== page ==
Embedded in the twoXAR business model is a strong contrarian streak. Drug companies instinctively associate computer software with a service-a non-essential but “nice to have” support tool. Wrong, say the two Radins. Their approach puts the cloud squarely in the service of investigatory biology, with a patent-pending, customized software-trademarked DUMA-that can roam unbiased through billions of data points associated with a specific disease indication to tease out trends and abnormalities and render predictive assessments of likely drug candidates, at a rate 175,000 times faster than conventional screening methods. Better targeting and faster timing carries a tangible payoff by adding more certainty to those early-stage markers, which helps de-risk the odds for failures at the costly later stages of development. It might be a stretch to reference such capabilities as discovery R&D on a disk, but it definitely breaches the standard software-as-a-service (SaaS) process model, which few big pharma now regard as strategic.
So far, the DUMA software has been run-tested on 55 therapy areas and conditions, including autoimmune disorders, cancer, neurological impairments, and metabolic disease. In June, twoXAR announced the results of a joint screening program with its partner Vium, for important new indications in rheumatoid arthritis. “Our data established preliminary in-vivo efficacy for 10 separate drug candidates that could be repurposed to treat various aspects of this debilitating condition. It further validates software-driven approaches in rapidly identifying new drug candidates,” the company said in a statement. Four other programs are now underway to accomplish the same thing, in other diseases, at the preclinical stage.
Yun Fang, assistant professor at the University of Chicago’s Department of Medicine, signed on to work with twoXAR after he saw the initial results on rheumatoid arthritis. “I was curious to explore how their in-silico approach would tackle atherosclerosis,” he said. “In the short time we’ve been working together, the twoXAR team has generated a dozen strong hypotheses around unique candidates that my lab will evaluate through in-vivo models.”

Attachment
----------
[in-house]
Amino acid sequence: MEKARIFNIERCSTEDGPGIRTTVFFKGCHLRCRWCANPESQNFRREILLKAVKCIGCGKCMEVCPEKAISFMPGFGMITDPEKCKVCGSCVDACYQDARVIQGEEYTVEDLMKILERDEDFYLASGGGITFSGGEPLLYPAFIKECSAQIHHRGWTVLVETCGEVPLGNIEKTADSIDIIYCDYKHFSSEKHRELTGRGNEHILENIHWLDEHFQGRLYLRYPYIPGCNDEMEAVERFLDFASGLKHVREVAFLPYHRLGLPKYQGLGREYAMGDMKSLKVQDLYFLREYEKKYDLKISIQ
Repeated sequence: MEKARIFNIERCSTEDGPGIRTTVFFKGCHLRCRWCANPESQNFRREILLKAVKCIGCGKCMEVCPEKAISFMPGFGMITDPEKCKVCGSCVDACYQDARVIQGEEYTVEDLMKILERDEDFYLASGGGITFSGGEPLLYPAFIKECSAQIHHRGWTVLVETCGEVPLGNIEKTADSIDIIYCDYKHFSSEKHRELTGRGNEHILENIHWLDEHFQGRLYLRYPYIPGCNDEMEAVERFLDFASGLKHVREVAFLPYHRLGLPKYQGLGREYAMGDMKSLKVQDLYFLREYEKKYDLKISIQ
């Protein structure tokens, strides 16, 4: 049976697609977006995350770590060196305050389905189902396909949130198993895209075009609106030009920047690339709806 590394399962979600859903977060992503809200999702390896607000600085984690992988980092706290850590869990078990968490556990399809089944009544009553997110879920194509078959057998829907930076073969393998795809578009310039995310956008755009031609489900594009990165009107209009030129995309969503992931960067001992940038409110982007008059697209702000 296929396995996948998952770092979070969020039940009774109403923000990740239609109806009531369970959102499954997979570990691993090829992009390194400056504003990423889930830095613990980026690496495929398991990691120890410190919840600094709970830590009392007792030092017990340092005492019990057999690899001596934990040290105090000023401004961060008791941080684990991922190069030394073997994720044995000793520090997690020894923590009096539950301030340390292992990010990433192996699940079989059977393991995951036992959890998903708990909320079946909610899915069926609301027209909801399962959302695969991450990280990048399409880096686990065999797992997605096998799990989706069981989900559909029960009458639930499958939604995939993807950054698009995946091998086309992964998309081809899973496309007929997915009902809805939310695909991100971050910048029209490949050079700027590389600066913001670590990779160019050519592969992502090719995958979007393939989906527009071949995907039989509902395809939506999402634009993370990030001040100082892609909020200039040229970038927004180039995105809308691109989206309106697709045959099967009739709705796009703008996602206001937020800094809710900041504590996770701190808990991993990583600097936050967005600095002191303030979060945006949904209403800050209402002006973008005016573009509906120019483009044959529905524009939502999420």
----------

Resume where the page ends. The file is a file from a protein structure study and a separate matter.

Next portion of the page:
While the biopharma world itself remains hesitant about the idea of letting software lead discovery, both Radins insist that the big players will eventually come around. For example, there is an emerging interest in purchasing the IP or licensing compounds that the twoXAR DUMA software identifies as a new or novel disease target. Ultimately, the Radins tell Pharm Exec all this validation work could put twoXAR in a position to identify promising drug candidates, de-risk the opportunities through preclinical studies and progress them to the clinic through industry partnerships. “Long-term, our aim is to become a full product innovator, not just a leader in process engineering,” CEO Radin said.
What kind of leadership is required to move a new enterprise like twoXAR forward, from an idea to an institution? Andrew A. sums it up in a single word. Grit. “For nearly all start-ups, the odds are against you. It was particularly hard for us because of the alien complexity of the subject matter-computational biology. The standard response to our pitch would begin with the admonition ‘don’t talk mathematics to me,’ followed by the conclusion ‘what I don’t understand, I can’t evaluate, so I have to take a pass.’
“We had to break this fatal connection, and we did it by replacing the math with an of-this-world vision, using accessible story telling that linked the technology to a result that held meaning to them, which is the pathway to getting a drug primed for approval. We took the time to answer questions, listen carefully to objections, psychoanalyze the fears, and emphasize a specific result. I’d say this is a set of actions that apply to any new business-and I guarantee you will hear ‘no’ 80 times before you get the first ‘yes.’”
Adds Andrew M.: “Don’t forget the tactical side when you are building a business from scratch-we are used to doing everything, and it’s not just coding and meeting investors. The story of a start-up begins every morning when you remind yourself to do things like take out the trash. That’s what keeps you grounded.”
- William Looney